Navy Survival Training - Every Four Years
Every four years, naval aviators are required to undergo a 2-day water survival training refresher course. It is essentially the boiled down version of our initial training, but no parasailing, lighting flares, or a night in the woods – take away the fun stuff. Four years ago I said it would be my last time enduring the dunker, but once again, I found myself strapped in, upside down, eyes burning, and my nasal cavity rapidly filling with highly chlorinated pool water as I hoped to survive the survival training.
The U.S. Navy has the premiere training facility for water survival in the event of an over water aircraft accident. Makes sense, since worldwide operations are conducted around the clock with surprisingly low incidents, but when they do happen, crews are trained to survive such occasions. Although there are a few training centers - Jacksonville, FL, San Diego, CA, and Pensacola, FL - I was lucky enough to hit the pool in Pensacola, one that I have been using since flying with the Blue Angels in 2001. Familiarity brings comfort, or at least so I thought.
My first exposure to survival training was during Aviation Preflight Indoctrination (API) in 1994. At this point in flight school, if I didn't pass training, I wouldn't move on to primary flight training and get the chance to fly the might T-34C. I'd also be looking for another job in the Marine Corps, namely supply or public affairs as typical options. Didn’t want that to happen, I’m going to TOPGUN dammit! Today's evolution was different, as a LtCol with 22 years in the service there are some perks, but I would still have to complete training to continue to fly in the F/A-18.
The day starts with a series of lectures in the morning covering physiology, visual illusions, nutrition, effects of altitude and rapid decompression, hypoxia and other exciting topics. I will note that as a plant-based diet enthusiast, I was amused at the class order of meat lovers pizza and coke after a lecture in nutrition that essentially told us that stuff would kill us, but I digress. Following a healthy lunch of saturated fat by the other aging aviators, the class headed into Reduced Oxygen Breathing Device (ROBD) training.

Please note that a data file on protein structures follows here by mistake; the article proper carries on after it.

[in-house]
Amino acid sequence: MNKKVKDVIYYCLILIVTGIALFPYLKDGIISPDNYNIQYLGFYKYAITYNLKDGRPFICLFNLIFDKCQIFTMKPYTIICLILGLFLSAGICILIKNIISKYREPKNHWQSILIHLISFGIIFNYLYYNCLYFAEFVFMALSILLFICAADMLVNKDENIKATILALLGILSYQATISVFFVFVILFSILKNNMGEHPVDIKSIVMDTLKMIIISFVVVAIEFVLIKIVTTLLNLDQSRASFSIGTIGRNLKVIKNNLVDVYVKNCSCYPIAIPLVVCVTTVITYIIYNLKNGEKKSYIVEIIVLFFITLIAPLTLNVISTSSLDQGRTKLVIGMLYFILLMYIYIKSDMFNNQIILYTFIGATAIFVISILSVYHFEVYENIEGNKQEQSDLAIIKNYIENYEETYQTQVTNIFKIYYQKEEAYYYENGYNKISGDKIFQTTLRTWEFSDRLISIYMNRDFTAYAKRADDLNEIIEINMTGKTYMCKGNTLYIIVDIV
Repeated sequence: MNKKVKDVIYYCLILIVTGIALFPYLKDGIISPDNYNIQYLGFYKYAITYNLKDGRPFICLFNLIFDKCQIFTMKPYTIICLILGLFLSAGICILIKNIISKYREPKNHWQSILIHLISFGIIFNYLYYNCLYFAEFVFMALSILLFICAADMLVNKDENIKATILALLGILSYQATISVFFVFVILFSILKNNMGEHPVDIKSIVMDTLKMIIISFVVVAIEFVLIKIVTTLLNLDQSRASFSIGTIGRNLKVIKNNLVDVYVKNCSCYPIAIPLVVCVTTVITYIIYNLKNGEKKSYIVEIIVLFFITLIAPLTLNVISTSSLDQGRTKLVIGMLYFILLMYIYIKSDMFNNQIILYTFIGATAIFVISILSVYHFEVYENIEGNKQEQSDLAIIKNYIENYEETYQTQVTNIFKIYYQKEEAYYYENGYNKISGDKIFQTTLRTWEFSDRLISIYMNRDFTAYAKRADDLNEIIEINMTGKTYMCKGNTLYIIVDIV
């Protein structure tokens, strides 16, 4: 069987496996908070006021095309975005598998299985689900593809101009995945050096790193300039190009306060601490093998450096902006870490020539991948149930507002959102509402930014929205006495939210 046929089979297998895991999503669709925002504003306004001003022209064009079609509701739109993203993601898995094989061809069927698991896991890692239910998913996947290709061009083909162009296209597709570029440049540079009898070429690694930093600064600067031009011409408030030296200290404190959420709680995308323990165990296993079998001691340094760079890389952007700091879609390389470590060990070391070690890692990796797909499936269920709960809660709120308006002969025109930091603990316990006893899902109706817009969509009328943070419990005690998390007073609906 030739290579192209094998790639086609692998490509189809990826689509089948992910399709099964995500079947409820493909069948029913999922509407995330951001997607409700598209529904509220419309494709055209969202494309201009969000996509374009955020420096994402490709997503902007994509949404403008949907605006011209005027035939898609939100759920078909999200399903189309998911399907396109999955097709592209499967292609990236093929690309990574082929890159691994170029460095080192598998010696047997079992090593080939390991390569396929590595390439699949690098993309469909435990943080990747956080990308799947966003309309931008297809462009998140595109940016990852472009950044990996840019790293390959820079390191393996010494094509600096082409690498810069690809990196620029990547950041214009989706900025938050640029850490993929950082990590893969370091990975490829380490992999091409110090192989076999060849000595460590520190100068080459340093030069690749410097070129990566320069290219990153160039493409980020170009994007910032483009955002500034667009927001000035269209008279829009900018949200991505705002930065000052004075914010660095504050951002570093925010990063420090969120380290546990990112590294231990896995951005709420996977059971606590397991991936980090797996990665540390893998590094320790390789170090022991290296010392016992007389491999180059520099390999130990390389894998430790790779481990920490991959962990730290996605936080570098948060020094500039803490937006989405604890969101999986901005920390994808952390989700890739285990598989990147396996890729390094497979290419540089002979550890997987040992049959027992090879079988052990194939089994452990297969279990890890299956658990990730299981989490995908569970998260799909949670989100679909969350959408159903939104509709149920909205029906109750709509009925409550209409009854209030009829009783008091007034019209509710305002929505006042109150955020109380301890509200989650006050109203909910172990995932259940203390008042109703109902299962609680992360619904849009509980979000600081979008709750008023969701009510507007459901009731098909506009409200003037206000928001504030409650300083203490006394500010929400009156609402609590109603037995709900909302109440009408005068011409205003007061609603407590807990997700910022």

The ROBD is the latest in training to the effects of hypoxia. An interest for me, as there has been multiple incidents of hypoxia in perfectly good F/A-18s. Instead of going into an altitude chamber, this is done by simply wearing an oxygen mask and flying a simulator. The tech reduces the overall oxygen level, and as I feel hypoxia coming on, I am able to recognize how my body reacts, hopefully catching the same symptoms in an actual airplane before losing consciousness. The ROBD is a great training tool. Next was a quick parachute simulator and landings to end the day.
Tomorrow, the pool...
A couple quick safety briefs and the class was getting geared up for a day of swimming. We wear all the same gear that we would in an F/A-18 and jump in the pool for our first swim test. I assure you, this isn't easy to do, but I've always been comfortable swimming so didn't mind it much. I was also dragged across the water by my parachute straps and had to release the Koch fittings prior to the other end of the pool, or have the embarrassing drag BACK to the starting station. This device simulates being dragged across the surface of the ocean in high winds. No big deal.